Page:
What You Need to Know About Indoor Air Quality Testing in LaGrange

Indoor air quality testing in LaGrange, GA, and surrounding areas is important for many reasons. Being more concentrated indoors, pollutants can be harmful, especially to children, the elderly, and people with underlying health issues. That makes testing extremely important. Gases, chemicals, and even living organisms can trigger anything from allergy-like symptoms to respiratory illnesses, heart disease, cancer, and even death (especially in the case of carbon monoxide).

How Indoor Air Quality Is Tested

There are indoor air quality (IAQ) monitors and test kits you can buy. A monitor may use electrochemical sensors to detect toxins, or a laser to estimate the concentration of particulates in an area. Some test kits provide instant results while others must be properly set up and then sent to a lab for analysis. The type of testing product used depends on the pollutant you suspect or that a professional thinks is most likely present.

Types of Indoor Air Quality Tests

Some of the most common indoor pollutants to test for include:

  • Mold: While mold is extremely common and often harmless, some molds can be extremely dangerous. Basic home test kits may only tell you if mold is present. Professional test equipment can determine the type of mold and how much there is. This can help determine the exact source of the mold so preventive measures can be taken in addition to cleanup and remediation.
  • Carbon Monoxide: A carbon monoxide detector, which works similarly to a smoke detector, is a basic indoor air quality testing device. It is required by law, especially in any home that has gas appliances. When properly installed, it will measure carbon monoxide levels continuously and trigger a loud alarm if high levels are detected.
  • Radon: Radon is a toxic gas that cannot be detected by sight or smell. It occurs naturally in the ground and can seep through cracks in floors, foundations, and pipes. A short-term radon tester is placed in a high-risk area of a home and, after a specified amount of time, is sent to a lab for analysis. Depending on the test, it may collect samples for a few days or a few months. Some long-term monitors function similarly to carbon monoxide detectors on a ground floor.
  • Formaldehyde: A VOC, formaldehyde is an airborne chemical present in many building materials as well as glues, paints, and paper products. It’s even found in personal care products. Formaldehyde usually has a strong odor and can cause eye/nose/throat irritation, breathing problems, and neurological effects. Test kits are available but it’s recommended to have a professional who has the training and equipment for precise testing.
  • Lead: Lead was once commonly used in paint, which the U.S. government has banned since 1978. Exposure is more likely when lead-based paint is removed by scraping, sanding, or open-flame burning. It’s usually not a problem if left alone, according to the U.S. Environmental Protection Agency, unless the paint is peeling, cracking, or chipping or becomes damp. The concern (especially for children) is when it becomes airborne, is breathed in, or swallowed.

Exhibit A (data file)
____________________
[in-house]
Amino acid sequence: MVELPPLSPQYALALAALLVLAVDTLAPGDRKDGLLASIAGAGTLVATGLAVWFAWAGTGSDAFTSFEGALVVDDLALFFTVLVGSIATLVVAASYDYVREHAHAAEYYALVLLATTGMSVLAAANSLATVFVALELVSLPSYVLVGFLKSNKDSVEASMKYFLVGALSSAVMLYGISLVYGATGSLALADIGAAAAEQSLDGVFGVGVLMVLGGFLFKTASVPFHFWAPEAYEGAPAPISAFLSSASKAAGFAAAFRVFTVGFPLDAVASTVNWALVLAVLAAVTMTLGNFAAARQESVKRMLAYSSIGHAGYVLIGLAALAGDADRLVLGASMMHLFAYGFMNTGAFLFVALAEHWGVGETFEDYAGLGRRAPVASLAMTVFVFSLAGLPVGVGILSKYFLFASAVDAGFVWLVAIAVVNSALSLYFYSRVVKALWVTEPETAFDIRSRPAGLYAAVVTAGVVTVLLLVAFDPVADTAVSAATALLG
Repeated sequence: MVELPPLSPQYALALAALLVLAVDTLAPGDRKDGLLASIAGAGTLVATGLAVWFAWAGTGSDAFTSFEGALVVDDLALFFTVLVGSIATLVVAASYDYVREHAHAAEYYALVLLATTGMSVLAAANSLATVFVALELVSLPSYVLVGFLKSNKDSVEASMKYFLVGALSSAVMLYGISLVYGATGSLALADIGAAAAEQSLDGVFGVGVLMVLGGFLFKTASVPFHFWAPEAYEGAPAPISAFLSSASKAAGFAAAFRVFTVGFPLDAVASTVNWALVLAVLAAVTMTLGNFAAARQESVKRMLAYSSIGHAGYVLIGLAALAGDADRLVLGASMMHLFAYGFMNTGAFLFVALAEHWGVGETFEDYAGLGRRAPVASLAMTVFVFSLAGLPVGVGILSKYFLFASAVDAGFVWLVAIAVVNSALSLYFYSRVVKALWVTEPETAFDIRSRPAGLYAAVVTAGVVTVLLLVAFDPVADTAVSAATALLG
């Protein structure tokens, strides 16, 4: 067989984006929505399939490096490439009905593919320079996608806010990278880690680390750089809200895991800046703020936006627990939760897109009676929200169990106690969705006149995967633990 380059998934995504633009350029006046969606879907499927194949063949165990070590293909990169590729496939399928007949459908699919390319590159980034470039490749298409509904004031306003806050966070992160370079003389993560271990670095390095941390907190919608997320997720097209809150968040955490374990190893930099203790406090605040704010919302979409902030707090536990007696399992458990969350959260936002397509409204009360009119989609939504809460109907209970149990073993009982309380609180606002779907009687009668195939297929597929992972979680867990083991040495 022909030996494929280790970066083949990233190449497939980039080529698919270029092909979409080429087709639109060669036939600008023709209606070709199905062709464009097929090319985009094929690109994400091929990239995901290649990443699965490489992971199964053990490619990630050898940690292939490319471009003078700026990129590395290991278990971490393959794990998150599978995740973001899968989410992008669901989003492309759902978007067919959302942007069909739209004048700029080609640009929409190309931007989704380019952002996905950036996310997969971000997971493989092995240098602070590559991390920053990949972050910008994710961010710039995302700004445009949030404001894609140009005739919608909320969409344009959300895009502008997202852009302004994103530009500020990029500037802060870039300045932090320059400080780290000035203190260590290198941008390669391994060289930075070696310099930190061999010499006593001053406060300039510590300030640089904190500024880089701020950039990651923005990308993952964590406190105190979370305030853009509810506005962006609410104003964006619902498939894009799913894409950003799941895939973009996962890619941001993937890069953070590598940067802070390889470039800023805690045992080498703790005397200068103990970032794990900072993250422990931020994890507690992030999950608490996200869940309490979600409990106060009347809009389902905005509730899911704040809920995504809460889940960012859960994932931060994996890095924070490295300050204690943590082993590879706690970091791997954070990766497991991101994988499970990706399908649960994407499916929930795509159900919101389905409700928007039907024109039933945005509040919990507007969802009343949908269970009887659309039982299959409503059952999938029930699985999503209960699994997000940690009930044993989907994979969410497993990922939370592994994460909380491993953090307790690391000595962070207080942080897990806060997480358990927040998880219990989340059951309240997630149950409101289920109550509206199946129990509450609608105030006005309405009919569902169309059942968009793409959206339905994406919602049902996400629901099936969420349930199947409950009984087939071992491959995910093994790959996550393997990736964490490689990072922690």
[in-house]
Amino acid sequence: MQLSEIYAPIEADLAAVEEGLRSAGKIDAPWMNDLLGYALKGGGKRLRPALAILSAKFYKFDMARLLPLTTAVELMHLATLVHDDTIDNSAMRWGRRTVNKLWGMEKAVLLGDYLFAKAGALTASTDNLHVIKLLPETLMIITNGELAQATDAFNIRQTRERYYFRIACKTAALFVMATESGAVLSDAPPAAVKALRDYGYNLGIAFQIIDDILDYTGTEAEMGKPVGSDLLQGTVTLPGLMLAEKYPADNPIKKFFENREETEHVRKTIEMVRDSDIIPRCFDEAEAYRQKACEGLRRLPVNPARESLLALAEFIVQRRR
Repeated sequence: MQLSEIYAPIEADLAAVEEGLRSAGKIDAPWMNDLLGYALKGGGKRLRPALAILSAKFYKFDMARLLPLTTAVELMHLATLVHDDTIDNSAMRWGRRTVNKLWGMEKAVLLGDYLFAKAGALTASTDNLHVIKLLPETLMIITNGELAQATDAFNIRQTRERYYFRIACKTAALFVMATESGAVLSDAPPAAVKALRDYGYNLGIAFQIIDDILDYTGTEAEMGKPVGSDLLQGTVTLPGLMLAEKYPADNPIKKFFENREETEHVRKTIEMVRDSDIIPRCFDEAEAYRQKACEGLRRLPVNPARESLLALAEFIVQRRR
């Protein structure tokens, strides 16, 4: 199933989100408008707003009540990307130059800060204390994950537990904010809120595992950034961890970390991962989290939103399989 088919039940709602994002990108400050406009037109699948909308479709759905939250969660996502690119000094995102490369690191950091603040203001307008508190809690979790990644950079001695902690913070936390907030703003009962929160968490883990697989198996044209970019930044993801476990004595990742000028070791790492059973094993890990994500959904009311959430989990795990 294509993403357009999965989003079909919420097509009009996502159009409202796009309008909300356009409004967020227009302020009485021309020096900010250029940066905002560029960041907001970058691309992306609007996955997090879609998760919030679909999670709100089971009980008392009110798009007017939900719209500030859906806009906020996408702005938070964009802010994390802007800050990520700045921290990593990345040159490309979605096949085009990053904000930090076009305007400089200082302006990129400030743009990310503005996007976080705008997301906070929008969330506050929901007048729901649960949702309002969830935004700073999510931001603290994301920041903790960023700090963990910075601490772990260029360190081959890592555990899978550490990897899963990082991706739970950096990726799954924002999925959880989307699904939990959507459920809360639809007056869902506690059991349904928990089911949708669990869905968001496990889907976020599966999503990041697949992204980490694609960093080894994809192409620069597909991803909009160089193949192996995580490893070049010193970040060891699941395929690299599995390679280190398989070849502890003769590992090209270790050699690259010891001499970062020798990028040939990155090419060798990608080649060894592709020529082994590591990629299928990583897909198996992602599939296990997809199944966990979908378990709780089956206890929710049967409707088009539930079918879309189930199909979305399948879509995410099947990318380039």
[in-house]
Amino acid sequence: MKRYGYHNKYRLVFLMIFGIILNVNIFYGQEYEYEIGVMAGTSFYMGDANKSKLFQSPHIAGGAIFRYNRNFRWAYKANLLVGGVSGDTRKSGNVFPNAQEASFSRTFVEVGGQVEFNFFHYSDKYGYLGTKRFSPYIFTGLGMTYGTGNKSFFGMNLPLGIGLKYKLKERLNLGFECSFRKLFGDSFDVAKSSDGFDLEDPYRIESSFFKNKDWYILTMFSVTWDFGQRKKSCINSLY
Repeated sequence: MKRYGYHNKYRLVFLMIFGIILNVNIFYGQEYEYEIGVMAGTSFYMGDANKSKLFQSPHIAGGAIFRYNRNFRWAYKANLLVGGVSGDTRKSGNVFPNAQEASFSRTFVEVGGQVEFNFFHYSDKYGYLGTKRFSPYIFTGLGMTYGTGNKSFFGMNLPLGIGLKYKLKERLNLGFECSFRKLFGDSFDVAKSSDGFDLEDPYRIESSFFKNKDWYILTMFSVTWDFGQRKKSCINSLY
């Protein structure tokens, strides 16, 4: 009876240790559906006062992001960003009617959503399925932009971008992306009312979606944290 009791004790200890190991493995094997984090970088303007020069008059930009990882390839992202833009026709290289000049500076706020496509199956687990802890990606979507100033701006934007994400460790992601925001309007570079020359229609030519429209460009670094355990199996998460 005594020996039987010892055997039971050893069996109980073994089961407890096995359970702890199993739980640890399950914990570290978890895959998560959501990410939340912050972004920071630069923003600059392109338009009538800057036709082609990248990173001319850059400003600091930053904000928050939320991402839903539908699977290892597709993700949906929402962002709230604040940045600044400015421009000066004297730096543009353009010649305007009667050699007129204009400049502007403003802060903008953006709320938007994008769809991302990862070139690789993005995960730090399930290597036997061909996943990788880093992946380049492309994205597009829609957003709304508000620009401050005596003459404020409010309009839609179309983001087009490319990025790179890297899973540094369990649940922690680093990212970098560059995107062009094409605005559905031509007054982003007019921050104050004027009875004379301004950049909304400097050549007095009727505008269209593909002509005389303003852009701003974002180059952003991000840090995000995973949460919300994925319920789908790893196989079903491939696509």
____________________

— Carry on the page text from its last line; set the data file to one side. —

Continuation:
Other Sources of Indoor Air Pollution

Secondhand smoke, due to the harmful effects of chemicals in burning tobacco products, is a major IAQ issue. Test kits can identify chemicals from tobacco smoke, including nicotine, whether the source is from within your home or a nearby apartment. 

Combustion pollutants originate from fuel-burning appliances that are unvented or improperly vented. These can include gas stoves, woodstoves, space heaters, water heaters, dryers, or fireplaces. Installation issues, a lack of maintenance, and the fuel used can affect the types and quantities of pollutants emitted.

Volatile organic compounds (VOCs) should be considered as well. These are released by a wide range of products. Such harmful chemicals can originate from paints, paint strippers, pesticides, building materials, furnishings, varnishes, and even consumer cleaning products. Air fresheners, moth repellents, and dry-cleaned clothing can emit VOCs as well.

Know When Indoor Air Quality Testing in LaGrange Is Needed

While DIY air quality test kits are relatively easy to use, they’re not always accurate. Professional testing will provide more detail and accuracy. Schedule air quality testing if:

  • Health problems, such as respiratory issues, develop after moving into a home or occur mostly while you’re at home and subside when you’re away.
  • There’s condensation on walls or windows, visible mold, musty odors, or other signs of poor ventilation.
  • You live in an older home where questionable materials and construction methods may have been used.
  • Any home has recently been renovated, especially if older materials have been disturbed or construction practices that can decrease IAQ issues weren’t used.

Know What Next Steps to Take

Indoor air quality testing in LaGrange is the first step to improving the air you breathe. To eliminate pollutants, you’ll need to take measures such as opening windows, using fans, scrubbing mold, and improving ventilation. At Airforce Heating and Air, we provide a range of professional indoor air quality services including HVAC maintenance, ionization systems, air purifiers, energy-recovery ventilators, UV lamps, and humidifiers. To learn more, book an appointment online or call 706-471-1469 today.